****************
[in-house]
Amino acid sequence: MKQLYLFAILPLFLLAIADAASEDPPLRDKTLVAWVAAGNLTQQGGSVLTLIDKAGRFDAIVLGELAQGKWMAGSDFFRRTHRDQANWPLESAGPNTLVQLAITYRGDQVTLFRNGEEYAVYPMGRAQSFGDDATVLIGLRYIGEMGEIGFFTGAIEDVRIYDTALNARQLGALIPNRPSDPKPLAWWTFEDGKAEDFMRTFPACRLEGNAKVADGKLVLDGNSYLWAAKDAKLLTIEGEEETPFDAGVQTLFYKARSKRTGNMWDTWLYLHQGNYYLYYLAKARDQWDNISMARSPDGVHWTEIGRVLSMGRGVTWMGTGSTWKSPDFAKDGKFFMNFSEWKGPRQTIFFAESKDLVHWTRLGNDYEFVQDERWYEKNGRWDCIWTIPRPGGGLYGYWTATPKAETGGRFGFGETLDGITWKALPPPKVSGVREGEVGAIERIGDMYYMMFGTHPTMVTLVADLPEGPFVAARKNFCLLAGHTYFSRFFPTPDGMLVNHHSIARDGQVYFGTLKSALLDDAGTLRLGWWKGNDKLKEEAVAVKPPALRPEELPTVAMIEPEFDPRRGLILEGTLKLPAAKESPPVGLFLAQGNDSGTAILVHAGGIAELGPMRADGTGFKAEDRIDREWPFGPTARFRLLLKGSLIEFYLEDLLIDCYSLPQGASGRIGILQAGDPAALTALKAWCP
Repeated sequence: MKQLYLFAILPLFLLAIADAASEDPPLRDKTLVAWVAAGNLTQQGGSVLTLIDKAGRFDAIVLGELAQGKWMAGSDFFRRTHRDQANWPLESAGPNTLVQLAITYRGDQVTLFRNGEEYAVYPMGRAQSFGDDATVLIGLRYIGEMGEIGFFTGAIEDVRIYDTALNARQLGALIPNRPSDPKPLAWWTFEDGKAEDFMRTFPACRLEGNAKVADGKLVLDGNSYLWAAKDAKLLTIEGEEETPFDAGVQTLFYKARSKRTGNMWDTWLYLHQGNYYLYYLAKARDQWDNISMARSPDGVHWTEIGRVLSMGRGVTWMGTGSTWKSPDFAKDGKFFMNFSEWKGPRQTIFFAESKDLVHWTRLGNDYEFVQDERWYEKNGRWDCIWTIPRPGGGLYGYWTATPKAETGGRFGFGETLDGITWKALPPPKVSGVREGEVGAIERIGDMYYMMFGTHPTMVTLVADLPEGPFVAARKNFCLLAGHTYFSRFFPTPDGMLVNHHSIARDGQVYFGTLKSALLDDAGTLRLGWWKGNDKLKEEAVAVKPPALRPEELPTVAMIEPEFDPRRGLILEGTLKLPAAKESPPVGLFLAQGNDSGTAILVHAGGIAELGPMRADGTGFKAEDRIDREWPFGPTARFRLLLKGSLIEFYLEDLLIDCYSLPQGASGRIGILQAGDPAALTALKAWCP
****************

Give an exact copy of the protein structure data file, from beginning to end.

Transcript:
[in-house]
Amino acid sequence: MKQLYLFAILPLFLLAIADAASEDPPLRDKTLVAWVAAGNLTQQGGSVLTLIDKAGRFDAIVLGELAQGKWMAGSDFFRRTHRDQANWPLESAGPNTLVQLAITYRGDQVTLFRNGEEYAVYPMGRAQSFGDDATVLIGLRYIGEMGEIGFFTGAIEDVRIYDTALNARQLGALIPNRPSDPKPLAWWTFEDGKAEDFMRTFPACRLEGNAKVADGKLVLDGNSYLWAAKDAKLLTIEGEEETPFDAGVQTLFYKARSKRTGNMWDTWLYLHQGNYYLYYLAKARDQWDNISMARSPDGVHWTEIGRVLSMGRGVTWMGTGSTWKSPDFAKDGKFFMNFSEWKGPRQTIFFAESKDLVHWTRLGNDYEFVQDERWYEKNGRWDCIWTIPRPGGGLYGYWTATPKAETGGRFGFGETLDGITWKALPPPKVSGVREGEVGAIERIGDMYYMMFGTHPTMVTLVADLPEGPFVAARKNFCLLAGHTYFSRFFPTPDGMLVNHHSIARDGQVYFGTLKSALLDDAGTLRLGWWKGNDKLKEEAVAVKPPALRPEELPTVAMIEPEFDPRRGLILEGTLKLPAAKESPPVGLFLAQGNDSGTAILVHAGGIAELGPMRADGTGFKAEDRIDREWPFGPTARFRLLLKGSLIEFYLEDLLIDCYSLPQGASGRIGILQAGDPAALTALKAWCP
Repeated sequence: MKQLYLFAILPLFLLAIADAASEDPPLRDKTLVAWVAAGNLTQQGGSVLTLIDKAGRFDAIVLGELAQGKWMAGSDFFRRTHRDQANWPLESAGPNTLVQLAITYRGDQVTLFRNGEEYAVYPMGRAQSFGDDATVLIGLRYIGEMGEIGFFTGAIEDVRIYDTALNARQLGALIPNRPSDPKPLAWWTFEDGKAEDFMRTFPACRLEGNAKVADGKLVLDGNSYLWAAKDAKLLTIEGEEETPFDAGVQTLFYKARSKRTGNMWDTWLYLHQGNYYLYYLAKARDQWDNISMARSPDGVHWTEIGRVLSMGRGVTWMGTGSTWKSPDFAKDGKFFMNFSEWKGPRQTIFFAESKDLVHWTRLGNDYEFVQDERWYEKNGRWDCIWTIPRPGGGLYGYWTATPKAETGGRFGFGETLDGITWKALPPPKVSGVREGEVGAIERIGDMYYMMFGTHPTMVTLVADLPEGPFVAARKNFCLLAGHTYFSRFFPTPDGMLVNHHSIARDGQVYFGTLKSALLDDAGTLRLGWWKGNDKLKEEAVAVKPPALRPEELPTVAMIEPEFDPRRGLILEGTLKLPAAKESPPVGLFLAQGNDSGTAILVHAGGIAELGPMRADGTGFKAEDRIDREWPFGPTARFRLLLKGSLIEFYLEDLLIDCYSLPQGASGRIGILQAGDPAALTALKAWCP